Thread Tools Search this Thread Display Modes
Old 07-16-2008, 11:50 AM   #21
Rivet Master
Wabbiteer's Avatar
1973 27' Overlander
1972 29' Ambassador
St. Paul , Minnesota
Join Date: Apr 2006
Posts: 2,043
Images: 2
Blog Entries: 2
To get sober about wrenching and repairing - you won't use the trailer if you can't stand the way it smells. The formaldehyde used in black tank chemicals , insecticides and vermin musk will drive you nuts if you ignore them while shopping since that is when Aluminitus infatuation and the fixer-upper ego kick in...
The days are short and the night is long and the stars go tumbling by.. . ~Airstream~
Wabbiteer is offline   Reply With Quote
Old 07-16-2008, 12:35 PM   #22
2 Rivet Member
custom67as's Avatar
1967 22' Safari
Deer Park , Washington
Join Date: Dec 2007
Posts: 24
My 67 Airstream was drove hard and not maintained to well. It smelled of mildew. Had damage from water leaks and many other problems. I did not pay much for the trailer because of this and it took a lot of TIME and MONEY to get it back in shape. But, when it was all done, it cost 1/6th the price of a new one and I had the satisfaction of doing the work myself and having an interior how I wanted it to be. I cursed the whole process but I love it now. Like most everyone says, they are old so they will have some kind of problems. Find the size and model you want and go for it. You can't be a wimp when you buy any old trailer unless you have lots of cash to buy a restored one. I think we that have done the work ourselves have more pride in our outfits than anyone else no matter what it is.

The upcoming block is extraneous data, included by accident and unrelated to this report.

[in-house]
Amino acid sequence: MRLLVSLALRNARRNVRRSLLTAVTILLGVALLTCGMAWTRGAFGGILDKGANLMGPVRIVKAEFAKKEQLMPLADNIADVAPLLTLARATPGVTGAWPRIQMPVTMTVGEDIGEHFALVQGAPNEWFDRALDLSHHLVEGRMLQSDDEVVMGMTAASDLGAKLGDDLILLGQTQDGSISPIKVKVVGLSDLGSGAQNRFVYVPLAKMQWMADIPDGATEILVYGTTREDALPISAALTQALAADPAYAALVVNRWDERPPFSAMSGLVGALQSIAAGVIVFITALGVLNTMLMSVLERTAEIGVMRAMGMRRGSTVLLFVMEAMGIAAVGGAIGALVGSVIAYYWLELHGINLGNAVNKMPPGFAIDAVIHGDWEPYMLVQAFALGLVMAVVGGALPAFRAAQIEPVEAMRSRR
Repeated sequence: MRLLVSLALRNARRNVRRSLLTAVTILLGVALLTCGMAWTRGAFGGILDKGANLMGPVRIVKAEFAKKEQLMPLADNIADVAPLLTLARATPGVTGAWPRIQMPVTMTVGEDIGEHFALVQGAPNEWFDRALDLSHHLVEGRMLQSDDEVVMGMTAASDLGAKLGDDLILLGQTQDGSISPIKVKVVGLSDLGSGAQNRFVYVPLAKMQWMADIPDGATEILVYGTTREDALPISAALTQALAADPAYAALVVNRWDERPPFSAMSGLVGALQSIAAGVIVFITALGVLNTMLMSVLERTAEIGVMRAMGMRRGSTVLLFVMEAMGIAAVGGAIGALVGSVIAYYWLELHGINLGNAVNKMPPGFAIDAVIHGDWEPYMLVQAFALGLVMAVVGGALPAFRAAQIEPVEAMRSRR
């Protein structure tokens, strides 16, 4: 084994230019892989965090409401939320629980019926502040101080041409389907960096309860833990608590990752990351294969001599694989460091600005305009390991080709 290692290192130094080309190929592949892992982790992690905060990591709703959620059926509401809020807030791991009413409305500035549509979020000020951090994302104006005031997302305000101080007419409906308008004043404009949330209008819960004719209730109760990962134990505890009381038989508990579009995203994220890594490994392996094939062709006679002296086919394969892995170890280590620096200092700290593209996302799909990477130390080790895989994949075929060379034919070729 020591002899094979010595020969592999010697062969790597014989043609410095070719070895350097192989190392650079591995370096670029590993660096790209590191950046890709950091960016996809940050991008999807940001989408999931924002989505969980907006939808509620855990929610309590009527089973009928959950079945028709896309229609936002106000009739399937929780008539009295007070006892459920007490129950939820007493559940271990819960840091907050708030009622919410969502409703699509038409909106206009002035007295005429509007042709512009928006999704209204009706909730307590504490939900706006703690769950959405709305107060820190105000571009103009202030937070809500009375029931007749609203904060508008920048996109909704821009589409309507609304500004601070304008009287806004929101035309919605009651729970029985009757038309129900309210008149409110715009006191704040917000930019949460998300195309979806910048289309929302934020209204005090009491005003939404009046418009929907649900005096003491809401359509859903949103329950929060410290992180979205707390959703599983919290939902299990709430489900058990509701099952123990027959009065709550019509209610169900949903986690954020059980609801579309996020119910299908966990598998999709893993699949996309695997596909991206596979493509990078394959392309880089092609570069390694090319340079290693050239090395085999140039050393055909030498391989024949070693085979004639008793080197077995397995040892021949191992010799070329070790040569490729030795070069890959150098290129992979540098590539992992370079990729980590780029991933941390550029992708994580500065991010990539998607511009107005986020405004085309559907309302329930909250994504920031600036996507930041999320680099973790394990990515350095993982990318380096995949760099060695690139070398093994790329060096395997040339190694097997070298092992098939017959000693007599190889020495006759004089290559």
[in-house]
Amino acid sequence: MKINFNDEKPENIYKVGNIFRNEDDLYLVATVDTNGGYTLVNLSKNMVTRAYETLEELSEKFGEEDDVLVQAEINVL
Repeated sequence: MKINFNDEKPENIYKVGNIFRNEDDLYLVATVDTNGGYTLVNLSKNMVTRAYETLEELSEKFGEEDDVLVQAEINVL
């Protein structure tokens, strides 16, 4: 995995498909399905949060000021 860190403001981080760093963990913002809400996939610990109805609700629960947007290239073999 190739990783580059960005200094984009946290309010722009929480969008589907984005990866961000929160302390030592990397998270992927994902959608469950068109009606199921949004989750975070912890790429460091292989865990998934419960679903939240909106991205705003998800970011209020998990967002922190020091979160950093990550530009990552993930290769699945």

custom67as is offline   Reply With Quote
Old 08-02-2008, 10:38 PM   #23
Rivet Master
hampstead38's Avatar
1967 26' Overlander
Upperco , Maryland
Join Date: Jun 2008
Posts: 1,105
Blog Entries: 22
To the original question, I think there are two categories of questions. One, are there design flaws particular to a given make and model? Two, what are the most common problems experienced in any particular vintage of Airstream.

An example of a design flaw is the rear end separation and frame "droop" in some longer, 70s era Airstreams. You can do a search on this and find ample information. Overall, however, I would say most folks think Airstreams have been fairly well built over the years and have relatively few design flaws. As for any mechanical system 30 to 40 years old, there are going to be issues caused by age, vibration, corrosion, metal fatigue, wear, etc. This is true of old trailers, old cars, old boats or pretty much anything else with moving parts.

Buying something vintage means making a commitment to spending time and money on certain things. There are two ways to look at this. One, you can see this as a money pit. Two, you can see this as an opportunity to improve on a good design.
hampstead38 is offline   Reply With Quote

Currently Active Users Viewing This Thread: 1 (0 members and 1 guests)
Thread Tools Search this Thread
Search this Thread:

Advanced Search
Display Modes

Posting Rules
You may not post new threads
You may not post replies
You may not post attachments
You may not edit your posts

BB code is On
Smilies are On
[IMG] code is On
HTML code is Off
Trackbacks are Off
Pingbacks are Off
Refbacks are Off

Similar Threads
Thread Thread Starter Forum Replies Last Post
As we all get a little older.... Jimandrod Fun & Games 20 05-30-2009 09:41 AM
Tenters getting older thehiker Member Introductions 17 03-20-2008 07:17 PM
Older floorplans Steve-O Our Community 1 01-09-2004 08:37 PM
Older Bambi Ajrandzin 1997 - 2004 Bambi 0 06-19-2003 06:52 PM
New vs. Older Kistler Our Community 10 11-14-2002 05:58 PM

Featured Campgrounds

Reviews provided by


This website is not affiliated with or endorsed by the Airstream, Inc. or any of its affiliates. Airstream is a registered trademark of Airstream Inc. All rights reserved. Airstream trademark used under license to Social Knowledge LLC.

All times are GMT -6. The time now is 12:28 PM.

Powered by vBulletin® Version 3.8.8 Beta 1
Copyright ©2000 - 2020, Jelsoft Enterprises Ltd.